Here in the old house, our own mother was born on February 19, 1868. Here she spent her early years attending the school known today as Kittrell’s and where our niece, Miss Lauretta Dickerson, is a present teacher. Many , many memories cluster around this old farm. Across the “big creek” from the old Ballou home was the first nursery of which we have any record in Smith County. It was the special joy and pride of William A Ballou whose right hand had been run over by a heavy cart wheel when he was a child and which accident prevented his doing a great deal of farm work. So he turned to the growing of fruit trees and sold such trees by the thousands. He was a lover of other trees and delighted in setting out shade trees in rows and symmetrical manner. Just above Dixon Springs, on the side of the highway, are some old trees that were planted under his supervision. They are growing old and will not be likely to stand many more years. They are of the maple variety.
One peculiarity of the Ballou family was that nearly all of its members were possessed of a remarkable memory. This peculiar mental trait was said to have come from their Metcalf ancestry. Perhaps the most remarkable memory possessed by any one of the family was that of Rufus Ballou, known as Ward Ballou. He had an impediment in his speech and was never sent to school. So unlike the other members of the family, he was unable to read or at most was able to read but little. Many remarkable instances of his powers of recollection have come down through the years. He knew the date of birth of practically every person born in that section. Our own father related this when the writer was only eleven years old. Mr. Ballou asked our father the question: “How old are you Dopher?” (The nickname by which our father was called.” Instead of telling him his age in years, he replied: “I was born January 4, 1862.” This was forty years before Mr. Ballou asked him his age. Instantly, this man with the unusual memory replied: “I remember the day. I hunted a sow and young pigs that day.” He went farther and told what kind of weather prevailed on that particular day. Numerous others have told us the same sort of answer, and the same, uncanny memory of long-gone days.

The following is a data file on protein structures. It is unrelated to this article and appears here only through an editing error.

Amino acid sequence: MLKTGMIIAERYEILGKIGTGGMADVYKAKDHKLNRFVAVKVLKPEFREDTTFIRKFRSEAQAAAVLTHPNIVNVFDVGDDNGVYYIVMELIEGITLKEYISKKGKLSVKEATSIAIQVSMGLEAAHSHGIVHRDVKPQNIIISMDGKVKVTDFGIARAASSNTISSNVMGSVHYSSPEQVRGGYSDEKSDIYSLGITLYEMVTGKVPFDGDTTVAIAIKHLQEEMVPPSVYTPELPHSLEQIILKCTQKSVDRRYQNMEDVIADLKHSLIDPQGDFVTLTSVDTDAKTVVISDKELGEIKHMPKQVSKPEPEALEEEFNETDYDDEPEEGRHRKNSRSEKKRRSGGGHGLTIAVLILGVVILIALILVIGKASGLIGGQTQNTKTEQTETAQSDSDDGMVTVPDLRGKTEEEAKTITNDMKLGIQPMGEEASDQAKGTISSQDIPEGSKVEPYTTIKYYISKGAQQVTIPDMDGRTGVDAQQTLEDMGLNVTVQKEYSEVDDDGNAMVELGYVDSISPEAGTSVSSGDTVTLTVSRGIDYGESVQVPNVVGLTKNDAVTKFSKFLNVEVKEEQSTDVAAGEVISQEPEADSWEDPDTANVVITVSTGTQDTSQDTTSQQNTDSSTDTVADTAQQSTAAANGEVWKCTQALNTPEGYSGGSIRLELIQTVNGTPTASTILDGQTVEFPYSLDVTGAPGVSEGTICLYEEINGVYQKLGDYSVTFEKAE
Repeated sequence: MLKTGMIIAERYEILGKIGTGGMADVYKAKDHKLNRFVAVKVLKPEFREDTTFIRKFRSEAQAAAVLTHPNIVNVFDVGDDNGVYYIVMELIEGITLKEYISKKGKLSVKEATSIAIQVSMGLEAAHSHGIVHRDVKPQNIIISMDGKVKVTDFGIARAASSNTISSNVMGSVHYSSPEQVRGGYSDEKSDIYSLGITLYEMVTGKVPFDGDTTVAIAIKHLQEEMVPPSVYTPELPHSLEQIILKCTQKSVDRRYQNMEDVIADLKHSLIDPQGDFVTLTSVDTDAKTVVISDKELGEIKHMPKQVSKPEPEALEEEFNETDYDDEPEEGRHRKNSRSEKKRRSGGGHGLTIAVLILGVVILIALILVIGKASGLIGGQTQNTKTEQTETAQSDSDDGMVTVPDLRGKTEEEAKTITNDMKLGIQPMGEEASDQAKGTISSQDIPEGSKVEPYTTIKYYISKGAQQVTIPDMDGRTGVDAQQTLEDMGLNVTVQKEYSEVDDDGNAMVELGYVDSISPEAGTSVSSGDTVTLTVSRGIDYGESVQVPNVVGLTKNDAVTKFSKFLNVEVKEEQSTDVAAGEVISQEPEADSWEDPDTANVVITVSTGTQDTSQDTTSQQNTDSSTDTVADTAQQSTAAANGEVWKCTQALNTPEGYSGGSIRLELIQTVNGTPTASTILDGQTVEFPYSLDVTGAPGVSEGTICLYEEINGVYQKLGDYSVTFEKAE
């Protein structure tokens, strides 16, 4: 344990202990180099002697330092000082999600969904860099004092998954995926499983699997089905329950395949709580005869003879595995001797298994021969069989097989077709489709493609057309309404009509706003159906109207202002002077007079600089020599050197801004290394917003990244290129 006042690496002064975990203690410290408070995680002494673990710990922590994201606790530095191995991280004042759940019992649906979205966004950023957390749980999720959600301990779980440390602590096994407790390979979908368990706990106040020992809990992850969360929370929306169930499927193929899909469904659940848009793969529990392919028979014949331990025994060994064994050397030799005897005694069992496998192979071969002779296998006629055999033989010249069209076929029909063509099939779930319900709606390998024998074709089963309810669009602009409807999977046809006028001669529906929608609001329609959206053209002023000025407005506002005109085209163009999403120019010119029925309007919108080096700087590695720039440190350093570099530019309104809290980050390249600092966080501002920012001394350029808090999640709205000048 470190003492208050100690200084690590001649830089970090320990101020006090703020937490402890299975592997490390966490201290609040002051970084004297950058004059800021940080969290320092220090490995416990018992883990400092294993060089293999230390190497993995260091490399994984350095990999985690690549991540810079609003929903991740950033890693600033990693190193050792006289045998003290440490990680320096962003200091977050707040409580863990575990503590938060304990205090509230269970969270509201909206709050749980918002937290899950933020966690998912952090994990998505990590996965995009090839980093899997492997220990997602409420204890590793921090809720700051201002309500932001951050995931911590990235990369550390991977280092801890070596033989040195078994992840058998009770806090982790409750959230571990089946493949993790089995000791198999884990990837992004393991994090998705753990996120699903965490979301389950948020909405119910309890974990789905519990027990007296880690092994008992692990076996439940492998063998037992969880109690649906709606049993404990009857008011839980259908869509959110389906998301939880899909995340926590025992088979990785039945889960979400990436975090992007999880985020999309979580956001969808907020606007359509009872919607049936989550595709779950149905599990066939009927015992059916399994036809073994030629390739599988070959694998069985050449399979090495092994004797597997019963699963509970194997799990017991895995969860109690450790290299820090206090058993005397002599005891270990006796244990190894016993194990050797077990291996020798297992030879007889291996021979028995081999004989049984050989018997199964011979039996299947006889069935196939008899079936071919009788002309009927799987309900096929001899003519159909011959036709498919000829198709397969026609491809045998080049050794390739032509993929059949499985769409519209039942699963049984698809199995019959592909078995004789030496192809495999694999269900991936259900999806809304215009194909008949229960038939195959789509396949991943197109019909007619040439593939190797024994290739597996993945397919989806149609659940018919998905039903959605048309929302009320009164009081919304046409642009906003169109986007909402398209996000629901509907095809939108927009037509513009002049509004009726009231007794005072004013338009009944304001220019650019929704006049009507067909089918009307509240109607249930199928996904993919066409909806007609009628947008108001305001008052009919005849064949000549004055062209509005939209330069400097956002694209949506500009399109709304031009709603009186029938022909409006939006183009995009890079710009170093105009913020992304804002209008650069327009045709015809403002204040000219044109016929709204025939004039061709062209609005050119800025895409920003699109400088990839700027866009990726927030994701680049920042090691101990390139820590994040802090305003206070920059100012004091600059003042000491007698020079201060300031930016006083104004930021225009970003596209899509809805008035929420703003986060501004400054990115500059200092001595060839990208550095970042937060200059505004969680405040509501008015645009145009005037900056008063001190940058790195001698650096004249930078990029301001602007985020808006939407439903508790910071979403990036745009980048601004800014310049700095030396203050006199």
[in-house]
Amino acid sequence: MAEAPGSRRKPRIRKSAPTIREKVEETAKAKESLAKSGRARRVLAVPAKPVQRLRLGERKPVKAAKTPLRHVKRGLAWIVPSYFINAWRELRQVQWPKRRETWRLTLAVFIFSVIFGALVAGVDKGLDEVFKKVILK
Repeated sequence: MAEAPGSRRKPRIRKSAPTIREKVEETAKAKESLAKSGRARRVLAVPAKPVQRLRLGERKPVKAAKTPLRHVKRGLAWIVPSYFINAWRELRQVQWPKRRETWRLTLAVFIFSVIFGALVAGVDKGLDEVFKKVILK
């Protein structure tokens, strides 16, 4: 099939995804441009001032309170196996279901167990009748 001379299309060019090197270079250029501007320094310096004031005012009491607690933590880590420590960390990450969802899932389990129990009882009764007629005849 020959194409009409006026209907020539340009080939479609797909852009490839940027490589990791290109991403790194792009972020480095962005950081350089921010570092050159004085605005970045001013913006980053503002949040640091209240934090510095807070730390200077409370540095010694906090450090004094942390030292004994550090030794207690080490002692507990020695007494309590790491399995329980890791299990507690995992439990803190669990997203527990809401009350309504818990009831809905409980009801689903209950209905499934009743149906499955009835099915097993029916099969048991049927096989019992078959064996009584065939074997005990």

The old farm remains today with its good bottom fields and fine pastures of blue grass. But the old home is gone and so is every vestige of the stables or barns of that time, 140 years ago.
Transcribed by Pat Stubbs
Only one descendant of the original owner of the farm resides in that section. He owns part of the original farm and lives about 250 yards from the old home. He is Ray Kittrell the son of D. B. Kittrell, whose mother is Julia A. Ballou, born on July 4, 1836, the daughter of Lorenzo Dow and Mary R Ballou. On the hill above Mr. Kittrell's home are some of the graves of members of the family. One of those early members was Esther Ballou, the daughter of Leonary and Mary Metcalf, and a child of ten years when the family left Dixon's Creek. She was known as Betsy and married B. P. Lipscomb. They resided where John T. Dickerson and family now live, about two hundred yards from home of Ray Kittrell. This couple had no children. They managed by frugal living and practicing economy to gather together a considerable sum of money for that day and time. When both were old, robbers entered their home and forced them to part with some of their hard-earned money. This money was said to have been taken from an old cherry bureau, for many years in our family. Aunt Betsy suffered a knife cut in one hand as she refused to hurry to do the bidding of the robbers. These robbers were never apprehended and the exact amount they took was never disclosed as far as we learned.
A mile south of the old Ballou farm lies Pleasant Shade, a fine community in which we once lived. We moved to that section in 1913, to teach school at Kittrell's, the school above mentioned. Here we taught in the spring and fall of 1914, receiving $60.00 per month for our labors. Later we moved to Piper's School and taught two years. Then we began to carry the mail on Rural Route one out of Pleasant Shade until Mar 3, 1930, when we came to Lafayette and have resided her since.
In our next article, we hope to give some more items of interest in that section. Perhaps some do not like to read these accounts of things that happened long, long ago for the most part. However such mmreaders should know that others enjoy them and also they should think that unless somebody, who loves these old accounts of other days, records them they will soon be lost. We might inform the readers of this paper that two copies of this paper are sent each week to the State Library at Nashville, and that one of them is filed away for safe keeping, so that others may read them in the coming years and know of the events that will soon be completely forgotten if some efforts to preserve them are not made. It is a shame that so few people know anything of their ancestry. It is not infrequent that we meet people who do not recall who their grandfathers were. Most people can name their four grandparents, but some cannot. However, there are few who can name their eight great grandparents. Suppose you who read this try this out, name all eight of your great-grandparents.